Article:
Thursday, 25 April 2013

DECC meeting on disaggregating UK smart meter data

Last week I attended an expert panel meeting for the Department of Energy and Climate Change to discuss how smart meter data could be used to better understand household energy use. The meeting was organised by Cambridge Architectural Research Ltd, and brought together a wide range of stakeholders from government, industry and academia. Among the many potential projects and barriers which were discussed, I've categorised what I believe to be the important facts:

Data availability


UK smart meters will only automatically upload 30 min data for billing purposes. However, 10 second data will also be available to Consumer Access Devices (CAD), via short range WiFi. This creates two possibilities for disaggregation from 10 second data:
  1. A disaggregation system could be installed in each household as a CAD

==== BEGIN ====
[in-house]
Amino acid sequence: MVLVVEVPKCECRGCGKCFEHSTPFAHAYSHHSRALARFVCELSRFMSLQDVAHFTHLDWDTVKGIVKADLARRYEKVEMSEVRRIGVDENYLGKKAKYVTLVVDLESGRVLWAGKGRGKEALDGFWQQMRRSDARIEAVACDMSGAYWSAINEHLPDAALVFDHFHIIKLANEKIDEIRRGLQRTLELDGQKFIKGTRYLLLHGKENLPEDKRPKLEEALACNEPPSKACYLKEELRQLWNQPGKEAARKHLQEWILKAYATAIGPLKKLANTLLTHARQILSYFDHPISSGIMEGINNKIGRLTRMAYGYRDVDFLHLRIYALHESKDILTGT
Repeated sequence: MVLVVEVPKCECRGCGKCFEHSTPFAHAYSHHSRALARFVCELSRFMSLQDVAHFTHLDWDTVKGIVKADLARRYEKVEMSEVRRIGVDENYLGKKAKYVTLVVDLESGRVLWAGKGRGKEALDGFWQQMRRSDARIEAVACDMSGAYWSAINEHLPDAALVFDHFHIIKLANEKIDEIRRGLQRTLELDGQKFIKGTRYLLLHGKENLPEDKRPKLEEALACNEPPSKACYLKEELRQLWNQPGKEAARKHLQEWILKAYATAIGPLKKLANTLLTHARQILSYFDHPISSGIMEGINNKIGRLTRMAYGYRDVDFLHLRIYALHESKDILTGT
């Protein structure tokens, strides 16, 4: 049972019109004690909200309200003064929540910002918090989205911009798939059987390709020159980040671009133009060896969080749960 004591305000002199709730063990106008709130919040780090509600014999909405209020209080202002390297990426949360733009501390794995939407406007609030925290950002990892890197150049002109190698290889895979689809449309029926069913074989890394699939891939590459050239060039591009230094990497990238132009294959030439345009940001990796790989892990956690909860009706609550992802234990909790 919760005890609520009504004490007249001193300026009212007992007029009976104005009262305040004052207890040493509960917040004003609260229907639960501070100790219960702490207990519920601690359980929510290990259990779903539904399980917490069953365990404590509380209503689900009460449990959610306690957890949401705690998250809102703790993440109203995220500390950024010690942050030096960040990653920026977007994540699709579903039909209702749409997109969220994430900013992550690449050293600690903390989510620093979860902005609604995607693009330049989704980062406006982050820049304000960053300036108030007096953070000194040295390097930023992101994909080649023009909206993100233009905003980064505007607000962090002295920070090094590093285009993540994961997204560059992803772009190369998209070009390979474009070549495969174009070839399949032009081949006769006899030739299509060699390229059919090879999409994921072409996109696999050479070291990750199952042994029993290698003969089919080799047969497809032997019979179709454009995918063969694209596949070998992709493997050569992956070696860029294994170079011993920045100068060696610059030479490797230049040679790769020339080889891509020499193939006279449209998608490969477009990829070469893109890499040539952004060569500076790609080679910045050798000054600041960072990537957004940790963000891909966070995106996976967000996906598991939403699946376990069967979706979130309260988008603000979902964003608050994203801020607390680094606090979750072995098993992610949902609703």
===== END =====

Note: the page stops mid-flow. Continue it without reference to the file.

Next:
2. A CAD could upload data to cloud storage via the home broadband connection
The second option seems the most realistic to me, given the intrinsic opt-in nature of disaggregation and the benefits of performing disaggregation in the cloud.

Data granularity


The most recent smart meter specification (SMETS v2 2013) states that only 10 second apparent power data will be available to CADs. However, it would theoretically be possible to increase the reporting rate up to 1 second data through a smart meter firmware upgrade. This rate of 1 report per second is the theoretical maximum rate of smart meters as a result of hardware limitations. Furthermore, current, voltage, harmonics, reactive power etc. will not be reported by smart meters at any sub-10 second rate.

Appliance database


Another topic discussed was the potential for a UK appliance database, similar to the Tracebase database, or a disaggregation test set, similar to the REDD data set. One potential source of data is the Powering the Nation database, which DECC/DEFRA plan to release in the near future. The study collected data from 250 homes which were monitored for either 1 month or 1 year to investigate domestic energy consumption habits.

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